Bakanae (バカナエ, [bakanae] BA-ka-NA-eh) or bakanae disease (Chinese: 馬鹿苗病, Japanese: バカナエビョウ, romanizedBakanae-byou, [bakanae bʲoɯ]), from the Japanese for "foolish seedling", is a disease that infects the rice plant. It is caused by the fungus Gibberella fujikuroi, the metabolism of which produces a surplus of gibberellic acid. In the plant, this acts as a growth hormone, causing hypertrophy. The afflicted plants, which are visibly etiolated and chlorotic, are at best infertile with empty panicles, producing no edible grains; at worst, they are incapable of supporting their own weight, topple over, and die (hence "foolish seedling disease").

A rice stem affected by the bakanae disease at the sporulation stage.

The earliest known report of bakanae is from 1828; it was first described scientifically in 1898 by Japanese researcher Shotaro Hori, who showed that the causative agent was fungal.[1]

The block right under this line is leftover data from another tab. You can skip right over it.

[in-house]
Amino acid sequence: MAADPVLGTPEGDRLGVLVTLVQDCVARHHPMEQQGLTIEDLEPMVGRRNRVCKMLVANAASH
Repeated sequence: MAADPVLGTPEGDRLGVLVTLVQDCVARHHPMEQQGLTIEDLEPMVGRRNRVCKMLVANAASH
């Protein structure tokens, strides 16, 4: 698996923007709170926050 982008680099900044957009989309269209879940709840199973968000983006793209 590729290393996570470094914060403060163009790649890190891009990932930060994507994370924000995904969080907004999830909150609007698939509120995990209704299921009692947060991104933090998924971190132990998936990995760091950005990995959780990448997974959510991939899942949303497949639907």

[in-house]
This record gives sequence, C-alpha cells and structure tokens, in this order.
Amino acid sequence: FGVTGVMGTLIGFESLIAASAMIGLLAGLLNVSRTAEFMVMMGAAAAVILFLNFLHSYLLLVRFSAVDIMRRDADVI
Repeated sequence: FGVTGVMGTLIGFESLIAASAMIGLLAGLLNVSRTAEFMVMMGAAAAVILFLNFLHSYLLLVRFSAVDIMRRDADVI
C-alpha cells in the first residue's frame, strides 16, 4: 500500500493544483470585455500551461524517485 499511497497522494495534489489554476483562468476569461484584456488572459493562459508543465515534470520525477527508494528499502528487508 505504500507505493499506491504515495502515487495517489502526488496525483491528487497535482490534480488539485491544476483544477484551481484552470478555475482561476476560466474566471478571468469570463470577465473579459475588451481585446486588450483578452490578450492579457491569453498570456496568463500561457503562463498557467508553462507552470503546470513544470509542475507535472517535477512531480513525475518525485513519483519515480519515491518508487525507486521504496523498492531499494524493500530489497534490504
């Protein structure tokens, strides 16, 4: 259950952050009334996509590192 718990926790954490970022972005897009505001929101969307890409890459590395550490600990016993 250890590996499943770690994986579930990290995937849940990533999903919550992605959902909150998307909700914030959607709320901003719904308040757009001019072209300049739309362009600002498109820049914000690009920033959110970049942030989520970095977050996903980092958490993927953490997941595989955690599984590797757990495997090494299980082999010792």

The fungus affects rice crops in Asia, Africa, and North America. In epidemic cases yield losses may reach up to 20% or more. A 2003 publication from the International Rice Research Institute estimated that outbreaks of bakanae caused crop losses that were 20% to 50% in Japan, 15% in Thailand and 3.7% in India.[2]


  1. ^ A Short History of Gibberellins at
  2. ^ Suparyono, JLA Catindig; NP Castilla & F Elazegui (2009). "Rice Doctor's Bakanae Fact Sheet". Cereal Knowledge Bank (CKB). The International Rice Research Institute (IRRI) and the International Maize and Wheat Improvement Center (CIMMYT). Archived from the original on 27 September 2011. Retrieved 10 May 2011. Economic importance: Crop losses caused by the disease may reach up to 20% in outbreak cases. For example, in Japan, a 20% to 50% loss was observed. Yield losses of 15% and 3.7% were reported in India and Thailand, respectively.

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